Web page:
To read PotatoWorld magazine’s full article
 on Fruit Logistica, click here.   

Innovation Award nomination

F8 L
Justyna Konsek says that the nominated product is a certified compostable and environmentally-friendly, solvent-free packaging.

Product marketing, new varieties, sustainable packaging and innovative techniques were the focus of attention at this year’s international Fruit Logistica trade fair in Berlin. During the fair, Team PotatoWorld talked with participating companies about their view on trends in the (packaging) market, sustainability and varieties.

Partly on account of the exhibition organisation’s focus on sustainability, the Silbo Company, with its Bobasket compostable potato packaging, has been nominated for the 2020 Fruit Logistica Innovation Award. Justyna Konsek tells us that the plastic of the packaging is made of corn starch. She says that the new product is a certified compostable and environmentally-friendly, solvent-free packaging. With the help of flexo technology, the water-based links can be printed on a wide range of plastics. The attractive packaging can be used on most vertical packaging machines. The company ultimately received the silver medal from the Innovation Award jury for this innovation.

To read PotatoWorld magazine’s full article
 on Fruit Logistica, click here.   

Making sustainable packaging real

F7 L
To make the sustainability of packaging real, NNZ has developed fact-based packaging, say Alies Padding (r) and Len Boot

Product marketing, new varieties, sustainable packaging and innovative techniques were the focus of attention at this year’s international Fruit Logistica trade fair in Berlin. During the fair, Team PotatoWorld talked with participating companies about their view on trends in the (packaging) market, sustainability and varieties.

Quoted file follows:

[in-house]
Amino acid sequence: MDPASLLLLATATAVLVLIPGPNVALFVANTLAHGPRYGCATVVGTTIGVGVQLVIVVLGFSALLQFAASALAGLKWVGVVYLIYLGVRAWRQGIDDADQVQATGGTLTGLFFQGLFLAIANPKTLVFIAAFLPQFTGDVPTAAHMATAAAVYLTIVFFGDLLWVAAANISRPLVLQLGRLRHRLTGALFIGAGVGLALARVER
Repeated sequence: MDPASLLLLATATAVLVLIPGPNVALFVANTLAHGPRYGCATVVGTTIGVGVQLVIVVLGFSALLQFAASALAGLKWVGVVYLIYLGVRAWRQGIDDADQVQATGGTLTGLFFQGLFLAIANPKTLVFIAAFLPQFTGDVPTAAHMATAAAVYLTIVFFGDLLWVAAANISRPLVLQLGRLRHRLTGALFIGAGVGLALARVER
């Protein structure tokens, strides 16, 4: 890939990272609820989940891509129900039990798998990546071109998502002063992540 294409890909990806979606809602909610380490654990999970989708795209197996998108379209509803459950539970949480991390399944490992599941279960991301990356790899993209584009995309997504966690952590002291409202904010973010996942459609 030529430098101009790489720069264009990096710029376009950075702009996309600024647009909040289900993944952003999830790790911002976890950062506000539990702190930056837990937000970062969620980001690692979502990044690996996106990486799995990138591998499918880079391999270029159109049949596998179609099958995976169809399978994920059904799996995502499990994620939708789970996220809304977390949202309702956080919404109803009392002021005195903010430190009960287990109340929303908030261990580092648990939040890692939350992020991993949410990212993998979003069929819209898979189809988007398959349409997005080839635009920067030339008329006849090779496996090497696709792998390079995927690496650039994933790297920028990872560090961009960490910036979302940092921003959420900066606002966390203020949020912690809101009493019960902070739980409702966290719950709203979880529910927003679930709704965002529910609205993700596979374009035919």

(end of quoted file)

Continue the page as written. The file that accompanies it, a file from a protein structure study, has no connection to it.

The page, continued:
At NNZ, supplier of packaging to the entire potato chain, they’ve developed a method to make the sustainability of packaging real. ‘We call it fact-based packaging’, say Alies Padding, Innovation Manager at NNZ and General Manager Len Boot. ‘We need to balance three factors when it comes to reconsidering the choice of packaging. We’re looking for a balance between market impact, use of raw materials and footprint,’ Padding explains. As to market value, NNZ does not only consider the wishes of the consumer, but also the visibility, waste, impact on the environment, recyclability and, of course, the market. Important factors to consider here are the footprint, the use of reusable materials, recyclability, and market impact and, naturally, the costs. By testing a packaging for these properties, a business can make a fact-based choice for its packaging material. Apart from this discussion about understanding the impact of packaging on the market and the environment, Padding believes that it is very important that the packaging protects the product. ‘Good packaging reduces food waste, because it reduces damage. If you want to grow 1 kilogram of fresh product you need 200 litres of water, for example. When packaging ensures a 10 percent loss reduction, it already helps the environment enormously. Compared to waste, the packaging footprint is often relatively small.’

To read PotatoWorld magazine’s full article
 on Fruit Logistica, click here.   

The hospitality industry inspires the supermarket

F5 L
According to Michiel Meijering and Danya Smits, consumers are increasingly looking for luxury and convenience.